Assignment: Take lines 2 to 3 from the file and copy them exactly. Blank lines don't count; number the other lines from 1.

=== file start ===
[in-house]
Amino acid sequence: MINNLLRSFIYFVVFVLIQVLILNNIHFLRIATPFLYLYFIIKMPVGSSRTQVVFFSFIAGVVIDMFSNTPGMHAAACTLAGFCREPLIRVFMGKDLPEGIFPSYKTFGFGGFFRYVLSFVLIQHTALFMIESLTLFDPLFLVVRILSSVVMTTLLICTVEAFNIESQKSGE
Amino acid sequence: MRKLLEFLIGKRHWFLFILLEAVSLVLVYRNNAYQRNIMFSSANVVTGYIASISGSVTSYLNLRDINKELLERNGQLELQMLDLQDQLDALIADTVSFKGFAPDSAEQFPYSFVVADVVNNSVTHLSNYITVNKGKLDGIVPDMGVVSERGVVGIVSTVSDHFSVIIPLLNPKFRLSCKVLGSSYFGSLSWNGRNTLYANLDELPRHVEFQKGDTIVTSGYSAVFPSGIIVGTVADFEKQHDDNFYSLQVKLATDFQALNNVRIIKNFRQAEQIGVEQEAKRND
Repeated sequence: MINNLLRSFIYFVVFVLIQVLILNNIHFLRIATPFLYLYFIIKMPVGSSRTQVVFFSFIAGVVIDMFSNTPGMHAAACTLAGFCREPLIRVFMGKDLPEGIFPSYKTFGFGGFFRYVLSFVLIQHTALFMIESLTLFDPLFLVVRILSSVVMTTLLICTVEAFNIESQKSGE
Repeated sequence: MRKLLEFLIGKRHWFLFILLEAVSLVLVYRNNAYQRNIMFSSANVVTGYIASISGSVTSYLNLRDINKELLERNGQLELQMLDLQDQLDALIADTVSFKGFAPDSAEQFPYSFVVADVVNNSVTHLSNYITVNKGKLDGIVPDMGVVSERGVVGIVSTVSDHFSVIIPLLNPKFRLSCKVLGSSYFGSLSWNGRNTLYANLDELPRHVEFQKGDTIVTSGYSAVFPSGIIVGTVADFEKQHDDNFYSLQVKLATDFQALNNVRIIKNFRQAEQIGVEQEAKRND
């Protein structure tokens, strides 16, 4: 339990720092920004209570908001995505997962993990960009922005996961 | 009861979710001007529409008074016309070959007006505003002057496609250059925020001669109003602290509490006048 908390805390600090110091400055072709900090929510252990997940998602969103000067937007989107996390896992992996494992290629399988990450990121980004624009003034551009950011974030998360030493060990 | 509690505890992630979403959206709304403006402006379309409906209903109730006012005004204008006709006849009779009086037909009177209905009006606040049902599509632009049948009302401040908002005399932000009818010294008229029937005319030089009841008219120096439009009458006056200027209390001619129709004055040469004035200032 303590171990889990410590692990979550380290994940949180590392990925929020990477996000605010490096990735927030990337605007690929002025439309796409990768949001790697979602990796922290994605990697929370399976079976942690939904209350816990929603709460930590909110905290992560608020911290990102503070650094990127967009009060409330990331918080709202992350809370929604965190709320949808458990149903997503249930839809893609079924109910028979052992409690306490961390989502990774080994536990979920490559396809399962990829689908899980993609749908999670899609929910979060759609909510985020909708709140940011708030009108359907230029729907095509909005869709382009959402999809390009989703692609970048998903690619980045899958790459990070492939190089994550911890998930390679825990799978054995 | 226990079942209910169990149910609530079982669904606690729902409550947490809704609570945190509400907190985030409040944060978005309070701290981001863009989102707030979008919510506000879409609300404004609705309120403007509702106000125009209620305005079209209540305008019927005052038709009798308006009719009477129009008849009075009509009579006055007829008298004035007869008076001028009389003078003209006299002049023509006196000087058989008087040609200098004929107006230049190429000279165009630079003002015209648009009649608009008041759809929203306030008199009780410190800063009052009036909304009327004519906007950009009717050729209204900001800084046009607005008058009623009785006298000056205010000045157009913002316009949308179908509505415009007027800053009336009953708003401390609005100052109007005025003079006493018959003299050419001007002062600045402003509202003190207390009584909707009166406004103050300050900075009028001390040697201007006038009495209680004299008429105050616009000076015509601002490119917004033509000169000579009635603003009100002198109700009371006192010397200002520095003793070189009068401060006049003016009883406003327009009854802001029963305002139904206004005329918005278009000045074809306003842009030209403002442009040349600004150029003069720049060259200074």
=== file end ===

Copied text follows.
Amino acid sequence: MINNLLRSFIYFVVFVLIQVLILNNIHFLRIATPFLYLYFIIKMPVGSSRTQVVFFSFIAGVVIDMFSNTPGMHAAACTLAGFCREPLIRVFMGKDLPEGIFPSYKTFGFGGFFRYVLSFVLIQHTALFMIESLTLFDPLFLVVRILSSVVMTTLLICTVEAFNIESQKSGE
Amino acid sequence: MRKLLEFLIGKRHWFLFILLEAVSLVLVYRNNAYQRNIMFSSANVVTGYIASISGSVTSYLNLRDINKELLERNGQLELQMLDLQDQLDALIADTVSFKGFAPDSAEQFPYSFVVADVVNNSVTHLSNYITVNKGKLDGIVPDMGVVSERGVVGIVSTVSDHFSVIIPLLNPKFRLSCKVLGSSYFGSLSWNGRNTLYANLDELPRHVEFQKGDTIVTSGYSAVFPSGIIVGTVADFEKQHDDNFYSLQVKLATDFQALNNVRIIKNFRQAEQIGVEQEAKRND